Argall is now expanding his role, leading the IT product owners for Core & Main’s customer portal and data and analytic platforms. In addition, he is helping teams define the key performance indicators that help to measure success for every technical release. “Bryant’s team spirit and gentle demeanor serve him well as he facilitates cross functional camaraderie, including building partnerships with our communications and learning teams to drive adoption across our geographically dispersed workforce of 3,500 associates,” says Busbee. “Bryant isn’t afraid of trial and error. He goes above and beyond in everything he does. He is a successful leader because he’s a successful friend and partner. He is our secret sauce and will continue to influence a wider audience each year as he embraces more opportunities to further our technology journey.”

Argall leads Core & Main’s Innovation Committee, a group of 10 associates from around the country who work together to improve the company’s technology capabilities. It’s helped with the rollout of a new mobile application that has played a critical role in giving outside salespeople information they need without having to be in close contact with others.

“We’ve changed the mindset of our associates to be more open to technology, more with the times,” says Argall, “and we have a lot more in the hopper.”

Matt Miller

Matt Miller’s outstanding work ethic, ability to collaborate and build relationships, and focus on results has consistently expanded his positive impact on IEWC, Inc.’s business in the decade that he has been with the electrical wire and cable distributor. Promoted to a regional sales manager in 2016, his natural leadership skills and in-depth knowledge of customers, industry and account management best-practices spurred his Southwest U.S. sales team to explosive growth during his tenure, says colleague and nominator David Burleton.

Beyond sales results and his personal accomplishments, Miller also developed and empowered his team, with three sales personnel earning President’s Club awards and two of his team members being promoted to regional sales managers themselves, added Burleton.

Last summer, Miller took on new challenges and responsibilities as a member of IEWC’s newly created Commercial Excellence team. This small group was tasked with a mission to “be catalysts of change to advance our customers’ and suppliers’ experience and create profitable growth through quality, speed, and consistency in our approach and processes,” according to the company.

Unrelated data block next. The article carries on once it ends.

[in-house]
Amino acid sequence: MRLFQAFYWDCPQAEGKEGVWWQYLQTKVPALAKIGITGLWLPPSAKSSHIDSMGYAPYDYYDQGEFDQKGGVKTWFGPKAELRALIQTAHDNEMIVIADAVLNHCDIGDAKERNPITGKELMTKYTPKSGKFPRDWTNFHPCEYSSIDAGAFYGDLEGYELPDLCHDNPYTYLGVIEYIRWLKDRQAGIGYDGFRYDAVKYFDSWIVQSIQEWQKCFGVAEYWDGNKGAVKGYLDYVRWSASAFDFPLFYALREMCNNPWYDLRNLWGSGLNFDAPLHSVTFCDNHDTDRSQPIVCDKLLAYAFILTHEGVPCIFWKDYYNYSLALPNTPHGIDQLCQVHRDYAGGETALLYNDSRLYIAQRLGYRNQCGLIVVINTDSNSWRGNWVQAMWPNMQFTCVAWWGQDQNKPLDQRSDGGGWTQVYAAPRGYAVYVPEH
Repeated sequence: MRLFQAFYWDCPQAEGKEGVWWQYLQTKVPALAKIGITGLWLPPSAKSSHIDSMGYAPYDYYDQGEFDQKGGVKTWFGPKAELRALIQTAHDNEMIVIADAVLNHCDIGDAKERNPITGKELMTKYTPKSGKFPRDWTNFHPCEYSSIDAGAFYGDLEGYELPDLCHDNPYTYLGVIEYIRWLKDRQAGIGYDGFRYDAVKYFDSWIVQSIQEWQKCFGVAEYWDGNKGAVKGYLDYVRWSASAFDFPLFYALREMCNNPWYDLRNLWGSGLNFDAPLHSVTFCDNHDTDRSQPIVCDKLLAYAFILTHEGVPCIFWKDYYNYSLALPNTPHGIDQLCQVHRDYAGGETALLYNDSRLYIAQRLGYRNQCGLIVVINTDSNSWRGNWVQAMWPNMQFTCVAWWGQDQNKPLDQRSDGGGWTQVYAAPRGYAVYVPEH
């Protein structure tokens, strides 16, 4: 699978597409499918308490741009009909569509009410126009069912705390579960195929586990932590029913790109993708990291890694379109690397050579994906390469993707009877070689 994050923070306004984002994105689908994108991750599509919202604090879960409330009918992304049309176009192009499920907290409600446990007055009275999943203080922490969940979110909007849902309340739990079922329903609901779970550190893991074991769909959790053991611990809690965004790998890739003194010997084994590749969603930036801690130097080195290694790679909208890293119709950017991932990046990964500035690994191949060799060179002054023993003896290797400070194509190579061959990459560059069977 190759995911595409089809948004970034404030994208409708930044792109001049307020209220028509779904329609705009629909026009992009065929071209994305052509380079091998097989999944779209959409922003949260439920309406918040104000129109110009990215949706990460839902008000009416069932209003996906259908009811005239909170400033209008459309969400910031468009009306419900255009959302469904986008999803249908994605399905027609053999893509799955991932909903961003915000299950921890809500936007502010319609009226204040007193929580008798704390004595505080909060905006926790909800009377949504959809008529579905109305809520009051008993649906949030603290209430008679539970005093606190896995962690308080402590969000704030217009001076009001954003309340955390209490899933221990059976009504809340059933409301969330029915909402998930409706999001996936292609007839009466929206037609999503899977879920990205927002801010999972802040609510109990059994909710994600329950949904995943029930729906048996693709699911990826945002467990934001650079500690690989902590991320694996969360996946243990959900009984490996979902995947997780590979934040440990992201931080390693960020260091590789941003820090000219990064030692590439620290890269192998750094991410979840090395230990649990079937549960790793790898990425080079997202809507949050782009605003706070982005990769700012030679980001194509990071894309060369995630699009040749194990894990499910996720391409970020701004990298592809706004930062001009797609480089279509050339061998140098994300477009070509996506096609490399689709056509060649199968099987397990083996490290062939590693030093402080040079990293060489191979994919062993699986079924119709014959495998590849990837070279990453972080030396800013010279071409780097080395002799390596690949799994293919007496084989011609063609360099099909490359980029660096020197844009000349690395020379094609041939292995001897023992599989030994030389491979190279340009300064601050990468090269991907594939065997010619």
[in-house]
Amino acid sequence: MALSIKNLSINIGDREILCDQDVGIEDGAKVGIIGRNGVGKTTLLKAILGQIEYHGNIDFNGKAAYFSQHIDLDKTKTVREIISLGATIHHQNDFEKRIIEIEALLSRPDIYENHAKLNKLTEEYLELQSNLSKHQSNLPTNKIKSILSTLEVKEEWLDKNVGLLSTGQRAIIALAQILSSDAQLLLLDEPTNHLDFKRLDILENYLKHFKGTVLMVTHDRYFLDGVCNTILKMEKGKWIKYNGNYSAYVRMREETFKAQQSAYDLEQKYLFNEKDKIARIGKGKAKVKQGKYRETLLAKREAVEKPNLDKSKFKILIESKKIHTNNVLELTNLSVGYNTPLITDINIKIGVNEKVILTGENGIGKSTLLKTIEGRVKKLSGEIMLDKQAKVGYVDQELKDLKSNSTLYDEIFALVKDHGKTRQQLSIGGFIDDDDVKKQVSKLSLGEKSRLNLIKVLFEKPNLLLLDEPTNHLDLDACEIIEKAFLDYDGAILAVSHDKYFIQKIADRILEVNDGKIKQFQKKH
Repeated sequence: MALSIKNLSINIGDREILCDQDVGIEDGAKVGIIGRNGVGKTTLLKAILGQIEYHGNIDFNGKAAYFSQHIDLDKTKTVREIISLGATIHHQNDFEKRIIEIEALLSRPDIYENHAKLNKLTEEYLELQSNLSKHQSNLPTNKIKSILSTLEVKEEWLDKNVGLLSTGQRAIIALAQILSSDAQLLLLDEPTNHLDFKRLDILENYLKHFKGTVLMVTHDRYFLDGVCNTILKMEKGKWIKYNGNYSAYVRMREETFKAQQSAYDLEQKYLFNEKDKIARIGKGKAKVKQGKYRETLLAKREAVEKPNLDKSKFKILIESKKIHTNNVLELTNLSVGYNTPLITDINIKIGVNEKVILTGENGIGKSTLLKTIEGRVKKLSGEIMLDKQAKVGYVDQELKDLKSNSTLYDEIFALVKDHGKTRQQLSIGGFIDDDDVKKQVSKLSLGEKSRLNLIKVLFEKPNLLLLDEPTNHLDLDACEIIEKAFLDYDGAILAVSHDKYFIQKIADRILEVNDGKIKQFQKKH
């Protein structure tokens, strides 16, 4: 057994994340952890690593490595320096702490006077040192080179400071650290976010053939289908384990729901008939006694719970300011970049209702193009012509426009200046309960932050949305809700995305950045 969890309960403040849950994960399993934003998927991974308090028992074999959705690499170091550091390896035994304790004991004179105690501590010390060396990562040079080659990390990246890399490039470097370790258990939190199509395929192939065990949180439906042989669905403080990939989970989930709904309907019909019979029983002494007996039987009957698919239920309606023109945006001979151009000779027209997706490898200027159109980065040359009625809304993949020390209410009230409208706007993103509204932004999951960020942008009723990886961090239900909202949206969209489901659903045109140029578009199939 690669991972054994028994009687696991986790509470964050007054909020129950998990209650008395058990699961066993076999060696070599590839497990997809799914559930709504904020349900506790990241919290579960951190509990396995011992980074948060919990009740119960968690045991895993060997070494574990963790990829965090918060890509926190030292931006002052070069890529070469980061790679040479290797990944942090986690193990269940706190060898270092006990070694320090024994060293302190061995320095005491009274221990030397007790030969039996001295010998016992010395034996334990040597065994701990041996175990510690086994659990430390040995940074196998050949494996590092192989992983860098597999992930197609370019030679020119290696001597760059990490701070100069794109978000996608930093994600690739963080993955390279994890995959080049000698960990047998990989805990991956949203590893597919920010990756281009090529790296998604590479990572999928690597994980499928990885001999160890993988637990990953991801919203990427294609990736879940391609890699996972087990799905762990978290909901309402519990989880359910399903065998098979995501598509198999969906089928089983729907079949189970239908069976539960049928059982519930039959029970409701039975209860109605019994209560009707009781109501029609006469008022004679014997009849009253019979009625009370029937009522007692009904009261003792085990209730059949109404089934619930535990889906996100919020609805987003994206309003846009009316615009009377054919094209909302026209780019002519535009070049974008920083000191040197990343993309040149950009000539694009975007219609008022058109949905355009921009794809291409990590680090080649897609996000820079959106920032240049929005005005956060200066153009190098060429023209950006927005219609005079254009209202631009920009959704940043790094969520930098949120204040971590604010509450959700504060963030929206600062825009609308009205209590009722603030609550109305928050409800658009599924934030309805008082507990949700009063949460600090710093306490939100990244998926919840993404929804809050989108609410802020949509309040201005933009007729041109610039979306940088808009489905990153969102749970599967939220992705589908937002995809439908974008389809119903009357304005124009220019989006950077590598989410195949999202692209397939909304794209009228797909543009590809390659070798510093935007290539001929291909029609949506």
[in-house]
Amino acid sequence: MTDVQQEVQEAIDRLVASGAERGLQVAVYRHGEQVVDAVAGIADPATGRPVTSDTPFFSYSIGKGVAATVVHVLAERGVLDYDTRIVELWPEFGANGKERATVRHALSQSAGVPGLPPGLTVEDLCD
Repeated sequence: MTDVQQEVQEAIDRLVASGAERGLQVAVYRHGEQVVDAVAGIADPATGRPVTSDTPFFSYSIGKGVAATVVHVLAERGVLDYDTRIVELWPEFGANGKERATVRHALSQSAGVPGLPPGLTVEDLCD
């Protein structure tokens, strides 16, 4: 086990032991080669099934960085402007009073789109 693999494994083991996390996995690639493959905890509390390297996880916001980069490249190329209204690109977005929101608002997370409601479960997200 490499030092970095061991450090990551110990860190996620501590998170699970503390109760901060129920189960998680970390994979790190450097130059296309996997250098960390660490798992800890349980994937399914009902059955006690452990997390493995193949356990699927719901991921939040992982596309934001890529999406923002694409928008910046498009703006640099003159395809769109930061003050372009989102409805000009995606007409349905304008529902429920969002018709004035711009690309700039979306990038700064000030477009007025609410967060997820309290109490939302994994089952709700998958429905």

As commercial operations manager, Miller has been an active leader in several innovations. These include:

  • leadership of the creation of a virtual “sales playbook,”
  • re-imagining of IEWC’s pricing strategy as part of developing a new Configure Price Quote (CPQ) system within IEWC’s CRM,
  • deploying a new business intelligence software resource focused on total Cost to Serve/P&L based analysis,
  • the roll-out of artificial-intelligence-based engines that proactively arm IEWC sales personnel with recovery opportunities and product expansion opportunities with current customers.

“Matt has the respect and trust of an entire sales organization as he applies his intelligence, experience and passion to advancing IEWC through commercial excellence,” says Burleton. “And at age 37, Matt’s best years for IEWC and its customers still lie ahead!”

The two projects Miller is in charge of currently include developing a financial analytics tool to create P&L-style statements for each salesperson, territory, office, region and division, and using artificial intelligence to put sales-enhancing information at each salesperson’s finger tips. The next focus, Miller says, is to better integrate the quoting process to drive user interaction into Salesforce. “We’re really trying to drive an omni-channel approach to our customer,” says Miller.

In the immediate future, Miller will run the integration of a company that IEWC just acquired. “It requires every single thing I’ve learned, from sales process, DC operations process, just working with people, learning what makes a business tick, how people go to market because it’s a whole new division,” he says. “…I’m looking forward to the integration process.”

Emma Moretzsohn

J & L Building Materials, headquartered in Frazer, Pennsylvania, achieved third-generation status when Emma Moretzsohn, 33, joined the family business. After two years at an employer-branding business helping companies understand how they can attract, recruit and retain the right talent, she brought that knowledge and skillset to J & L as executive vice president.

“As one of her first initiatives, [she] spent the better part of a year meeting with every employee to understand their career objectives and to ensure J & L had the right people in the right positions,” says nominator Bob Rumer of American Wholesale.

One outcome of Moretzsohn’s organizational development work was the creation of a new management structure, positioning the company for a more targeted market strategy and greater cost effectiveness.

“I’m proud of putting together this new management team that is now leading the company. They were all internal candidates that stepped up into these roles, people that have been here in a lot of cases for a long time, that are now taking on a bigger leadership role,” says Moretzsohn. “Transitioning between generations is notoriously hard and I think everyone has taken it in stride and really done a wonderful job … balancing the experience and wisdom of a lot of our managers that have been here for a very long time with fresh ideas from the next generation of leaders.”